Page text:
I wonder... if a heating element like that is rated at 2000W... and only ONE side of the element is touching the pot, does this mean only 1000W is directly applied?

I also wonder to what degree the need to heat the bottom of the kettle before it heats the fluid would affect the time to reach a boil.
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Old 10-28-2009, 11:47 PM   #6
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This is the same principal as an electric frying pan. Don't see why it wouldn't work.

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Old 10-29-2009, 02:50 PM   #7
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Pol
The element is easy to do but what about controlling it? Is the base of the element zinc? I really see a market for a homebrewer tool being sold as a finished piece.
-Ben


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Originally Posted by The Pol View Post
One can build a 5500W immersed element quite easily and cheaply.

$18 for element
$10 for cord and plug
$1 for CPVC coupler
$5 for JB Putty
$5 for JB Weld
$9 for SS nut from Bargain Fittings

$48 Total
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Old 10-29-2009, 04:48 PM   #8
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I think that controlling it via. PID and SSR is easy... I can see how it could be daunting to some. But once wired, it is very nice.

The benefits are that you have a thermocouple in the kettle, and if you chill in that kettle, you get a constant digital readout of the current kettle temp. I am utilizing this in my new closed system wort cooling.

You also are able to set the PID to auto to maintain about 180F during the sparge, which allows you to reach a boil in 7.5 gallons in 5 minutes flat after the sparge ends.

I do think there is a market for those that want to do electric brewing. I wonder how much a guy is willing to pay though. Many people also shy away from electricity due to the need to have 240VAC available, moreso than them passing it up because they dont want to build it. As long as the 240VAC barrier is still there, the market will be very limited.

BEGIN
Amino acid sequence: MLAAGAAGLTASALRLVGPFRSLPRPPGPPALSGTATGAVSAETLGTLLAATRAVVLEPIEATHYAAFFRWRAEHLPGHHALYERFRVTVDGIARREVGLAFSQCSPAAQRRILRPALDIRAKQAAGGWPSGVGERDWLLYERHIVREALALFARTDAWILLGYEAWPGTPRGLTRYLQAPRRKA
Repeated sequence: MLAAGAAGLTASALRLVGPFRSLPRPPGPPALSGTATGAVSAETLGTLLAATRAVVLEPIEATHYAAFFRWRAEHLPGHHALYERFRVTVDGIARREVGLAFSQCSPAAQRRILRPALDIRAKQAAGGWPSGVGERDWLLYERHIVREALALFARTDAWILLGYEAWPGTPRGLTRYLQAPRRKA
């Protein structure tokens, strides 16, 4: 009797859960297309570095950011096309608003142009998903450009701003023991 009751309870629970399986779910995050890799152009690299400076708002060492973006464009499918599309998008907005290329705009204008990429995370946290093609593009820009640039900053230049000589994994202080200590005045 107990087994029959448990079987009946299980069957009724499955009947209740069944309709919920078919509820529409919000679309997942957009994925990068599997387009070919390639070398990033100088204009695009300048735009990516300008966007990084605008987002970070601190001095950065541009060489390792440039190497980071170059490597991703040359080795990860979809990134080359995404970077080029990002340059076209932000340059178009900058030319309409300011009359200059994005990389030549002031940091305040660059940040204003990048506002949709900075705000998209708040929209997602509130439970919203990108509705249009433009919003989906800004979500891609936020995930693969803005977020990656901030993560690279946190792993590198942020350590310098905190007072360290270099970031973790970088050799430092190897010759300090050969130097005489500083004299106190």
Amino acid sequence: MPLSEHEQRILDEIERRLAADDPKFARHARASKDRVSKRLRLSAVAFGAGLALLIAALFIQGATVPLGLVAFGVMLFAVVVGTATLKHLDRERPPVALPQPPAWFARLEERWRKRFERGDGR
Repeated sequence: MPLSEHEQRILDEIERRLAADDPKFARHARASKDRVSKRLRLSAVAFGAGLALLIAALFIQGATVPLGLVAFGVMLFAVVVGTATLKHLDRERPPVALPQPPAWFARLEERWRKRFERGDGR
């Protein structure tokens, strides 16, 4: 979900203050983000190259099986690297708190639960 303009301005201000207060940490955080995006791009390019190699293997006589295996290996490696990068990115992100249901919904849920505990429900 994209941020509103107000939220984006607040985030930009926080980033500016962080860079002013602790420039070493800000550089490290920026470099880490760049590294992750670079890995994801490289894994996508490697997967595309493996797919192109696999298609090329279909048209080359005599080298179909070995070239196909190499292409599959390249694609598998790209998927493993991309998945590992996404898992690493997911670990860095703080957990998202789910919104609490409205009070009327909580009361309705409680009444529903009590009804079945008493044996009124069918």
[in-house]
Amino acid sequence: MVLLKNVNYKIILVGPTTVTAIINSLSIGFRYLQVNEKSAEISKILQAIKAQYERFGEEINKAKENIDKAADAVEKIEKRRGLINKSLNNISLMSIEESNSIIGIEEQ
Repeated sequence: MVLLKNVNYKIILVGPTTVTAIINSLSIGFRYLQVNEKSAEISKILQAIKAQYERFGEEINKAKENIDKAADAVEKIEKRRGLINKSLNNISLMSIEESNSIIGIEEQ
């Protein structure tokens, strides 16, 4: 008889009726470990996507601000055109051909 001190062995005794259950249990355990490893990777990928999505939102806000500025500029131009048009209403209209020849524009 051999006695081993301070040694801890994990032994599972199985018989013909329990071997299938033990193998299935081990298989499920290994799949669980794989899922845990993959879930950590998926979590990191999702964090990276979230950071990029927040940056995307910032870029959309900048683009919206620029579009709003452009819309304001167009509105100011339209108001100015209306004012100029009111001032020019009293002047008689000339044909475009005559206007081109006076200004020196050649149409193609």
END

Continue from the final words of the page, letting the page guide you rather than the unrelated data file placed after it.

I would like to see this done, I would like to see it work and see some real #s. This is basically the same idea as an electric skillet, but my point is that if you have 5000W of power heating the ambient air and the kettle, I wonder how this will compare to 5000W directly applied to the wort.

One 5500W element is surrounded on all sides by the meduim that it is heating. A 5500W wire element will be less then 50% in contact with the kettle that in turn has to transfer the heat to the meduim you are heating.

The one aspect that allows me to reach a boil so fast with 18,700 BTUs is the fact that I am getting 100% of those BTUs applied to the meduim I am heating. Propane burners are about 35-40% efficient at doing this.

I would love to see an ugly prototype from which to pull some #s.

I mean you could actually do a proof of concept by using one element and half the volume of fluid as you intend to use in the full sized project.

Use one 2000W stove element and use it to heat 3.75 gallons to boiling instead of 7.5 gallons. Essentially all we are talking about is doubling the power and doubling the volume here. Proving the capability and acutally getting some good heating times (within mayeb 10%) would be easy. Building it is another story.

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Old 10-29-2009, 04:51 PM   #9
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Someone put 3.75 gallons on your 2000W stove element and tell us how long it takes to get from 70-boiling and from 160-boiling please.

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Old 10-29-2009, 04:55 PM   #10
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Quote:
Originally Posted by The Pol View Post
I wonder... if a heating element like that is rated at 2000W... and only ONE side of the element is touching the pot, does this mean only 1000W is directly applied?
Air is a lot less conductive to heat then SS. so the side in contact with the kettle will conduct its heat a lot faster. Heat is just energy and will then move to were every it is most out of equilibrium. so the element will constantly produce 2kw of energy, most of which will conduct to the kettle.